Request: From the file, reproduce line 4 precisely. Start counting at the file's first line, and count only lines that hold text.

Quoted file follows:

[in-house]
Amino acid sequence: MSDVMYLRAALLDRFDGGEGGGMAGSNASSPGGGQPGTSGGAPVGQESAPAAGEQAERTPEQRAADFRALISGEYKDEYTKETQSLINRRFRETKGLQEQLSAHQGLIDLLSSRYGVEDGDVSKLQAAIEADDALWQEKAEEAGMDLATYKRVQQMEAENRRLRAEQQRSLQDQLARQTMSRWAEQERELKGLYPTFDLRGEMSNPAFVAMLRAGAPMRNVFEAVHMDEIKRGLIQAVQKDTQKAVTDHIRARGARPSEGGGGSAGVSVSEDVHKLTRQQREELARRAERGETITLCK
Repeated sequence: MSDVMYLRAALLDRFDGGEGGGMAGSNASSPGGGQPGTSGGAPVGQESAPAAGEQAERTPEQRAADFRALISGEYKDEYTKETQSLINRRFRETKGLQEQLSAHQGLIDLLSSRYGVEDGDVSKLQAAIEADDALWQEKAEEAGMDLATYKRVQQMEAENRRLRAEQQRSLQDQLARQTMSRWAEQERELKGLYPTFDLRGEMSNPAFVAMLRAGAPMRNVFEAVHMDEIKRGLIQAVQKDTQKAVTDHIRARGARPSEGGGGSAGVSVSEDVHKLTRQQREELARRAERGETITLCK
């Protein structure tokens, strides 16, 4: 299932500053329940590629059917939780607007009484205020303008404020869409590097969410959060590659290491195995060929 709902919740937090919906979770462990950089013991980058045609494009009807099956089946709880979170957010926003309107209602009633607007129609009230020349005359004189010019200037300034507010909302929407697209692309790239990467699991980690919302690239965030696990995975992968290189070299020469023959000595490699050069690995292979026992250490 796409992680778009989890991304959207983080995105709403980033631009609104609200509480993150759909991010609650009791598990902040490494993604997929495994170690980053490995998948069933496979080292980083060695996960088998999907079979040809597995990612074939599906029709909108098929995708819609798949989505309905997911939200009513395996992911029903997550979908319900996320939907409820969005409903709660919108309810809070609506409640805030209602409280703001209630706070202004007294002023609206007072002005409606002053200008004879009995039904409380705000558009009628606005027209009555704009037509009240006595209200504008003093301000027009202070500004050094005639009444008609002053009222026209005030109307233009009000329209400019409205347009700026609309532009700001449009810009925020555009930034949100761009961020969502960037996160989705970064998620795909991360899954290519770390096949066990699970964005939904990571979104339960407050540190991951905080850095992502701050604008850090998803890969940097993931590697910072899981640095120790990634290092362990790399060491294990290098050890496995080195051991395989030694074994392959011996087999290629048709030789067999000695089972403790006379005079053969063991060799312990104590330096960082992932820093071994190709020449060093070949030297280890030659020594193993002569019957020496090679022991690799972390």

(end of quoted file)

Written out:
């Protein structure tokens, strides 16, 4: 299932500053329940590629059917939780607007009484205020303008404020869409590097969410959060590659290491195995060929 709902919740937090919906979770462990950089013991980058045609494009009807099956089946709880979170957010926003309107209602009633607007129609009230020349005359004189010019200037300034507010909302929407697209692309790239990467699991980690919302690239965030696990995975992968290189070299020469023959000595490699050069690995292979026992250490 796409992680778009989890991304959207983080995105709403980033631009609104609200509480993150759909991010609650009791598990902040490494993604997929495994170690980053490995998948069933496979080292980083060695996960088998999907079979040809597995990612074939599906029709909108098929995708819609798949989505309905997911939200009513395996992911029903997550979908319900996320939907409820969005409903709660919108309810809070609506409640805030209602409280703001209630706070202004007294002023609206007072002005409606002053200008004879009995039904409380705000558009009628606005027209009555704009037509009240006595209200504008003093301000027009202070500004050094005639009444008609002053009222026209005030109307233009009000329209400019409205347009700026609309532009700001449009810009925020555009930034949100761009961020969502960037996160989705970064998620795909991360899954290519770390096949066990699970964005939904990571979104339960407050540190991951905080850095992502701050604008850090998803890969940097993931590697910072899981640095120790990634290092362990790399060491294990290098050890496995080195051991395989030694074994392959011996087999290629048709030789067999000695089972403790006379005079053969063991060799312990104590330096960082992932820093071994190709020449060093070949030297280890030659020594193993002569019957020496090679022991690799972390």